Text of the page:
It’s…kind of terrible.

It’s also kind of awesome. Karl Urban I have loved in pretty much everything I’ve ever seen him in. I think he’s fantastic. Michael Ealy, who plays his android partner, I’ve never seen in anything before, but he’s similarly fantastic, and the banter between the two of them is the best part of the show. They have a wonderful buddy cop vibe, with a surprising amount of humor, and the best scenes in the show are invariably the two of them in their car, driving to or from a case, just chatting and arguing and ribbing each other. This all works perfectly.

The problem is pretty much everything else on the show.

(Let me preface this entire discussion with a pre-emptive strike against the inevitable comments that the show is fun, and really not that terrible: please realize that “really not that terrible” is one of the worst recommendations you can possibly give to anything. We live in a world surrounded by thousands of years of collected knowledge and art, and I think it’s a painful waste of my time and yours to spend it on something that’s “really not that terrible.” Do we really want to make our entertainment decisions using a scale that only goes from “terrible” to “really not that terrible”? Isn’t there room for “good” on there? Or maybe even “awesome”? I have, at most, three or four hours in a day to spend consuming media, and that’s being generous and losing a lot of sleep; I could watch a TV show that’s fun but kind of lame, or I could watch one (or a movie, or read a book) that’s fun but also awesome. I know which one I’ll pick.)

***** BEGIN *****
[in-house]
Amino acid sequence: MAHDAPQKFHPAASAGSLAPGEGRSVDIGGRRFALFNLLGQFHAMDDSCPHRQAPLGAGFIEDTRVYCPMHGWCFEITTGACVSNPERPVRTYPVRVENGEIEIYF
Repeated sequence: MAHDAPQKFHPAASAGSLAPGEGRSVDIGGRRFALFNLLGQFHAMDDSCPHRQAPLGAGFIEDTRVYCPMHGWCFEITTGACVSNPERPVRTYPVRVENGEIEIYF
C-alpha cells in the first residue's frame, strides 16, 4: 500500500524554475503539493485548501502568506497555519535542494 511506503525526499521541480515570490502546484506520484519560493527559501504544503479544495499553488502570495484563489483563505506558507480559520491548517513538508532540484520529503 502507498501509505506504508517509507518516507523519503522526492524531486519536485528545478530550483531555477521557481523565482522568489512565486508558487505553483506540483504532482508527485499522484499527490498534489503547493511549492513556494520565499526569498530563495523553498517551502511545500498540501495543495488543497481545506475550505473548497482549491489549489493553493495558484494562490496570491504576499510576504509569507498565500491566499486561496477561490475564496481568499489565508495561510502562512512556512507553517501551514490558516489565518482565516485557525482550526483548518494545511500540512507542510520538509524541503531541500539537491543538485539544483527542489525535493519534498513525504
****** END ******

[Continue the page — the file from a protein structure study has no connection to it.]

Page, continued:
Almost Human has some basic problems that all cop shows have (terrible cop procedure, blatant disregard for actual law, implausible detective work), and some characterization problems (the token women are underutilized cutouts, ironically far less developed and human than the android), but the things that really bug me are the science fiction aspects. By which I mean: there are virtually none. My attitude about this is weird, and I recognize that, but here’s the thing: in movies, I’m willing to give SF the benefit of the doubt, and in TV it goes the other way. If I’m looking up movie ratings on rottentomatoes, for example, and I see an SF movie hovering around 75%, I know that I can add at least 10%, maybe more, to my own personal enjoyment of it, solely because it’s SF. Being SF means I’ll like it more than an equivalent non-SF movie. With TV I’ve realized that I have an opposite standard–I expect TV SF to be good SF, and to give a good showing in the genre. An SF cop show has to be better than a non-SF cop show, or I’ll hate it. Maybe this is because of TV’s excellent history with SF (Star Trek, Cowboy Bebop, Battlestar Galactica, etc.), or maybe this is because movies are more acceptable as style-over-substance spectacle (Star Wars, et al.), or maybe it’s simply because TV has entered such a golden age of excellent writing (Breaking Bad, Justified, etc.) that I hold it to a higher standard. Maybe it’s just because adding SF to a TV show gives me extra nits to pick: Castle is a fun show with terrible cop behavior, but Almost Human is a fun show with terrible cop behavior AND terrible worldbuilding. I don’t know.

Regardless of my weird differences between movies and TV, though, I know straight out that my biggest complaint about Almost Human comes from the fact that it’s a genre I work in, and it’s doing it all wrong, and that bothers me as a professional futurist. The worldbuilding in Almost Human is awful, and for two main reasons: it doesn’t feel like a plausible projection of the future, and it doesn’t hold together as a consistent setting.